|Illinois Governor Pat Quinn|
I am from Illinois. And again, we are in the news because of our politics. As many of you know, our Governor signed legislation to get rid of the death penalty here in Illinois. Emotions are high, and opinions abound. It is notable, in our shallow and media saturated society, that I have been hearing more about this news than the antics of Charlie Sheen...if only for a day!
So, what should we think about this? How should we feel?
To these questions, I offer my confession:
As a Christian: I struggle with knowing the "correct" stance on such a divisive issue. Sure, you could proof text from the Old Testament to prove that the death penalty is a faithful thing to do. You can also proof text from the New Testament to show how grace, mercy, and forgiveness are better ways of approaching the evil deeds of people. (To separate the OT and NT as two different stories would be to miss the meta-narrative of scripture, however.)
Then there are the folks who talk about how many innocent people have been found on death-row. They argue that we should abandon the practice so that we do not add more wrongful death. In response, of course, are the people who suggest that with the "new DNA" stuff we can almost always be certain. As important as these points are, they do not touch upon the real important questions that I must ask as a Christian (and as a responsible citizen, I might add).
The Overlooked Issue: The real issue we must deal with, here, is our theories of justice and punishment. We must develop a theory of justice in our world. Frankly, our sense of justice is shallow, pale, and driven by emotion. I dare say that most ordinary citizens do not have a consistent theory or practice of justice. What is justice in the face of evil; what is evil? What would the world look like if we all got "what we deserve?" These questions and subsequent answers must be discussed openly and frequently.
More to the point however, is the issue of punishment! Why do we punish? It seems that the death penalty is first and foremost about retribution and secondly about deterrence. But what is an appropriate Christian view of punishment? I confess that I do not have a quick or confident answer on the topic. My sense is, however, that a Christian view of punishment must be more about REHABILITATION, because Christians are to be a people of redemption. If our end is to rehabilitate, then the death penalty does not fit in well. I say this, though, with fear and trembling, because I do not want to diminish the evil (and therefore pain) that some death row inmates have caused others. Evil acts are evil, but how did Christ treat our evil deeds? Are Christians to return evil with more evil? How far do we go? My confession is that we do everything we can to restore the brokenness of people: victims and perpetrators. We must promote the full participation in being, in all cases. Remember! No one is completely good (fully participating in being), and no one is completely evil (privation from being).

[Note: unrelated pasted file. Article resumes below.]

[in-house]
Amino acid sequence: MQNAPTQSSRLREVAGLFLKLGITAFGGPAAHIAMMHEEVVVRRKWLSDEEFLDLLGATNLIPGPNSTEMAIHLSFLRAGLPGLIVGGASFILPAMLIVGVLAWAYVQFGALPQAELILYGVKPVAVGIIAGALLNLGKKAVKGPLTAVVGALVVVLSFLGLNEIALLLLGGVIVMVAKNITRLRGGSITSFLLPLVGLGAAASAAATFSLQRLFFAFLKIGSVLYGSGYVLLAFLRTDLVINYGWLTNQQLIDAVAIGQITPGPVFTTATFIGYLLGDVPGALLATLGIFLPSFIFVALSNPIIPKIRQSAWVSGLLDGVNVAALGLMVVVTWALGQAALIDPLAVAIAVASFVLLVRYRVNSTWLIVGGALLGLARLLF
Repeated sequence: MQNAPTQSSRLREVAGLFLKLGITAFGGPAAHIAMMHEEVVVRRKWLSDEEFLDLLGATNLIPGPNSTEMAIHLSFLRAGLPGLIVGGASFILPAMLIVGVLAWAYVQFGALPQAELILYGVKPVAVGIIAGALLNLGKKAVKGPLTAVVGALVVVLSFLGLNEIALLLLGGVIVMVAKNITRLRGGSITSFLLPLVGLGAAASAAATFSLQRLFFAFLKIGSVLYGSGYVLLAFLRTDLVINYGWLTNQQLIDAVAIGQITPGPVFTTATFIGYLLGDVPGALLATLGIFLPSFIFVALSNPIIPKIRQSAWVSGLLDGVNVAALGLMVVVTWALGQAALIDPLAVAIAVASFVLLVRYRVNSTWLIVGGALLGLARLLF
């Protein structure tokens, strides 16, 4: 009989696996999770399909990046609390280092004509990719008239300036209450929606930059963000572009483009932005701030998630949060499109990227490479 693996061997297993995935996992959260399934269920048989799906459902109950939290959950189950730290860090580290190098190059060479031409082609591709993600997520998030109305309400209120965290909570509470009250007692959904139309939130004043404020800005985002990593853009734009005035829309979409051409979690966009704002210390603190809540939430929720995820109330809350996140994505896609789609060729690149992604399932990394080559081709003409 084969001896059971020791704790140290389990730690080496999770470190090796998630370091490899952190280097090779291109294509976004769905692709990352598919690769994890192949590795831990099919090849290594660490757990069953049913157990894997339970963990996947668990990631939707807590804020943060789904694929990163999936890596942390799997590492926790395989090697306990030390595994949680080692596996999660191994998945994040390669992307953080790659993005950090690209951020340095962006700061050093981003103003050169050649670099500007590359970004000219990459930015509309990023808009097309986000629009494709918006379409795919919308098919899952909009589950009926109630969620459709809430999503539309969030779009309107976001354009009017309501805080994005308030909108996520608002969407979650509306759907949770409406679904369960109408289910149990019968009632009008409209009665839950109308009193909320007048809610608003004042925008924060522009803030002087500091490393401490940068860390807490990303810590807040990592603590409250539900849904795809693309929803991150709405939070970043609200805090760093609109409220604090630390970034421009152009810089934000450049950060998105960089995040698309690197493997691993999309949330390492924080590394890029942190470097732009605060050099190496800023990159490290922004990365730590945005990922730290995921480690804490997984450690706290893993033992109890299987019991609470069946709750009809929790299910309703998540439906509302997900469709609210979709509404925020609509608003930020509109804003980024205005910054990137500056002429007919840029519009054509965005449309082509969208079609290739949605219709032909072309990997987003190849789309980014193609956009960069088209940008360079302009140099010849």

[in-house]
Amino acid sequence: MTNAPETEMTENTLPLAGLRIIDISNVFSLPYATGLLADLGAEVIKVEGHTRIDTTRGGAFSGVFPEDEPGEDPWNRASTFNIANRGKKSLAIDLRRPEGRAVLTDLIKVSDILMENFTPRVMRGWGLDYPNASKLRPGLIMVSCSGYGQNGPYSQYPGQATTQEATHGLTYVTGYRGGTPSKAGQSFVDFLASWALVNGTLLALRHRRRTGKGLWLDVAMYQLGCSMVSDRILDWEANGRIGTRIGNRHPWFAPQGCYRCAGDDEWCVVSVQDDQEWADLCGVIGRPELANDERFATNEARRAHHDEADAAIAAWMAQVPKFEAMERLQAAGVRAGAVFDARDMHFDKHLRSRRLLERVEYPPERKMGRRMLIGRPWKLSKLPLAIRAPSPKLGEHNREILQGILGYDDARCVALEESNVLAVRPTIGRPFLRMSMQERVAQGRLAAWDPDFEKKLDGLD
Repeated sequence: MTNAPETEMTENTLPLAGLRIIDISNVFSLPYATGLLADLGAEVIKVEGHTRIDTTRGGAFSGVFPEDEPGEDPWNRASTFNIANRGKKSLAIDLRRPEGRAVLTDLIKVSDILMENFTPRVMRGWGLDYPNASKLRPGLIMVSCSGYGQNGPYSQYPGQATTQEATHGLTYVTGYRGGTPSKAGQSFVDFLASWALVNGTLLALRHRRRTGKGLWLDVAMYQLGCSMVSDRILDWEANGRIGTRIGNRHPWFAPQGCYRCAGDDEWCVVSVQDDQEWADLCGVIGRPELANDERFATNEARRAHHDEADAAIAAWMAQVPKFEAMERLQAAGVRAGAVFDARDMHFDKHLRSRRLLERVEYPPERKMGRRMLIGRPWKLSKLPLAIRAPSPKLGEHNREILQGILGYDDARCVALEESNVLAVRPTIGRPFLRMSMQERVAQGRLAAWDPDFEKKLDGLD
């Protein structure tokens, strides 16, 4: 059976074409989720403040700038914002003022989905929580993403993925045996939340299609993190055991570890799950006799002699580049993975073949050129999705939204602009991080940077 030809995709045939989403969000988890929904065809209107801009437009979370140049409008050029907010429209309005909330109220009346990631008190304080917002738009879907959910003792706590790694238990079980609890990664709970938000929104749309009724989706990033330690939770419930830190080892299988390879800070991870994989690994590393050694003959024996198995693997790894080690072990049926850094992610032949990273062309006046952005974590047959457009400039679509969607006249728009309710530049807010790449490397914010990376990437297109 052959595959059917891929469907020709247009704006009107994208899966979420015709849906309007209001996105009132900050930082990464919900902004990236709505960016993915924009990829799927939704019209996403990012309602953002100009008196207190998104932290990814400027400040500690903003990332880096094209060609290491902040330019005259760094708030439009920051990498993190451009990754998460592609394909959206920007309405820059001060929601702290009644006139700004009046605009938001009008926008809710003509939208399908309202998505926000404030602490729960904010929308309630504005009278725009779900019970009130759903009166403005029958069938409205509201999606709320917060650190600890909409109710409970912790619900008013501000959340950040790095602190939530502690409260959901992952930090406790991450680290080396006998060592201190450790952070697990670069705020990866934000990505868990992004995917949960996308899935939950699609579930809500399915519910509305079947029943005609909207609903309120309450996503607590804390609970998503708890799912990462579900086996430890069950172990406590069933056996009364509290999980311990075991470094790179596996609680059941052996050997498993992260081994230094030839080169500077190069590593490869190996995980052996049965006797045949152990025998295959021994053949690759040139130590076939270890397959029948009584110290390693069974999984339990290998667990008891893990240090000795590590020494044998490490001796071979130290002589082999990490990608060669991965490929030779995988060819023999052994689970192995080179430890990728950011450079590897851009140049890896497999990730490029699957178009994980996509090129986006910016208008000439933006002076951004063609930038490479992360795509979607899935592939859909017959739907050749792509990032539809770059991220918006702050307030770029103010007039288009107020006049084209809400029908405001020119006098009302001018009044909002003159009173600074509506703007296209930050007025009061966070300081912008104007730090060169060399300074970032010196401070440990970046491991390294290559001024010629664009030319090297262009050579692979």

As a Citizen: The point is really the same. We must ask to what "end" do we punish people, and what is our understanding of justice! What are we trying to accomplish, and are we accomplishing it? These are conversations that must be had in a civil and faithful manner. As I mentioned in a previous post, I do not think that Twitter and Facebook are proper places for responsible dialogue, so we must commit to hearing one another and being patient with opposing view points.
My Concluding Remarks/Feelings About This Legislation:
I am more comfortable, morally, with abolishing the death penalty than upholding it! But, I do not have much hope in our penal system to rehabilitate anyone. I think we need robust conversations and work on this front too. Just what does it mean to rehabilitate someone, and what is the most effective way of doing it? I hear some of my "left-leaning" friends, crying for more legislation and programs. I can also hear some of my "right-leaning" friends, crying for less government and the need for building stronger families.
I am not sure that either side of the aisle holds the answer at this point! Where do we go from here? Maybe we need a refreshed reading of Augustine's The City of God to help Christians understand our role as it pertains to the dealings with the "City of Man." And if you are not a Christian, maybe you will agree with me that we need to invest more in training people in the humanities (ethics, philosophy, theology, literature, religious studies), so people have, at minimum, a vocabulary and experience to dialogue about such things.